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  8. The Philosophy of Mind Wandering.Irving Zachary & Thompson Evan - forthcoming - In Fox Kieran & Christoff Kalina (eds.), Oxford Handbook of Spontaneous Thought and Creativity. Oxford University Press.
    Our paper serves as an introduction to a budding field: the philosophy of mind-wandering. We begin with a philosophical critique of the standard psychological definitions of mind-wandering as task-unrelated or stimulus-independent. Although these definitions have helped bring mind-wandering research onto centre stage in psychology and cognitive neuroscience, they have substantial limitations that researchers must overcome to move forward. Specifically, the standard definitions do not account for (i) the dynamics of mind wandering, (ii) task-unrelated thought that does not qualify as mind-wandering, (...)
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  9. A New Three Dimensional Bivalent Hypercube Description, Analysis, and Prospects for Research.Jeremy Horne - 2012 - Neuroquantology 10 (1):12.
    A three dimensional hypercube representing all of the 4,096 dyadic computations in a standard bivalent system has been created. It has been constructed from the 16 functions arrayed in a table of functional completeness that can compute a dyadic relationship. Each component of the dyad is an operator as well as a function, such as “implication” being a result, as well as an operation. Every function in the hypercube has been color keyed to enhance the display of emerging patterns. At (...)
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  10. Medical Need, Equality, and Uncertainty.L. Chad Horne - 2016 - Bioethics 30 (8):588-596.
    Many hold that distributing healthcare according to medical need is a requirement of equality. Most egalitarians believe, however, that people ought to be equal on the whole, by some overall measure of well-being or life-prospects; it would be a massive coincidence if distributing healthcare according to medical need turned out to be an effective way of promoting equality overall. I argue that distributing healthcare according to medical need is important for reducing individuals' uncertainty surrounding their future medical needs. In other (...)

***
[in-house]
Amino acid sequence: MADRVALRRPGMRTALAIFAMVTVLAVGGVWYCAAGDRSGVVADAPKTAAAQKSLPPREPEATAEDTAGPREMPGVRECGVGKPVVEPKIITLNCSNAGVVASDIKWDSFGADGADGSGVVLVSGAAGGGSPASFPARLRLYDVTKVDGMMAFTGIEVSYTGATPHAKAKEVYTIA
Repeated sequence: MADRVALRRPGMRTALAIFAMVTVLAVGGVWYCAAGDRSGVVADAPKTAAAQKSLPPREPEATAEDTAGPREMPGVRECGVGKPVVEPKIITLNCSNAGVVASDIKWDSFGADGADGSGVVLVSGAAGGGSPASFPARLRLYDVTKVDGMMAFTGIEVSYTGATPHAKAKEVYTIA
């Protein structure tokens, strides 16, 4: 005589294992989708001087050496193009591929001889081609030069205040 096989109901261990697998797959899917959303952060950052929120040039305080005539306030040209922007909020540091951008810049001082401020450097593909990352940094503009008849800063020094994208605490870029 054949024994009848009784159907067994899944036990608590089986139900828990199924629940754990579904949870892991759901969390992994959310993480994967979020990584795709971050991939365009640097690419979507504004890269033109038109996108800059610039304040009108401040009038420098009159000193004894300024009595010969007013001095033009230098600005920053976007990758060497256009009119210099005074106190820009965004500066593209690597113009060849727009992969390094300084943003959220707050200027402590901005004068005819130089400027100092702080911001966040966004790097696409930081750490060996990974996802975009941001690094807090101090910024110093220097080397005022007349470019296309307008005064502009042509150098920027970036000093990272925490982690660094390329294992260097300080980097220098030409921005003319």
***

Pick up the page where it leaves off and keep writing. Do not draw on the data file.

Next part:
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  11.  62
    What Makes Health Care Special?: An Argument for Health Care Insurance.L. Chad Horne - 2017 - Kennedy Institute of Ethics Journal 27 (4):561-587.
    Citizens in wealthy liberal democracies are typically expected to see to basic needs like food, clothing, and shelter out of their own income, and those without the means to do so usually receive assistance in the form of cash transfers. Things are different with health care. Most liberal societies provide their citizens with health care or health care insurance in kind, either directly from the state or through private insurance companies that are regulated like public utilities. Except perhaps for small (...)
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  12.  39
    The Cradle of Humanity: A Psychological and Phenomenological Perspective.Carlos Montemayor & Spencer Horne - 2017 - Cosmos and History 13 (3):54-76.
    We present an account of the evolutionary development of the experiences of empathy that marked the beginning of morality and art. We argue that aesthetic and moral capacities provided an important foundation for later epistemic developments. The distinction between phenomenal consciousness and attention is discussed, and a role for phenomenology in cognitive archeology is justified-critical sources of evidence used in our analysis are based on the archeological record. We claim that what made our species unique was a form of meditative (...)
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  13.  41
    Americanism Versus Communism: The Institutionalization of an Ideology.Jeremy Horne - 1988 - Dissertation, University of Florida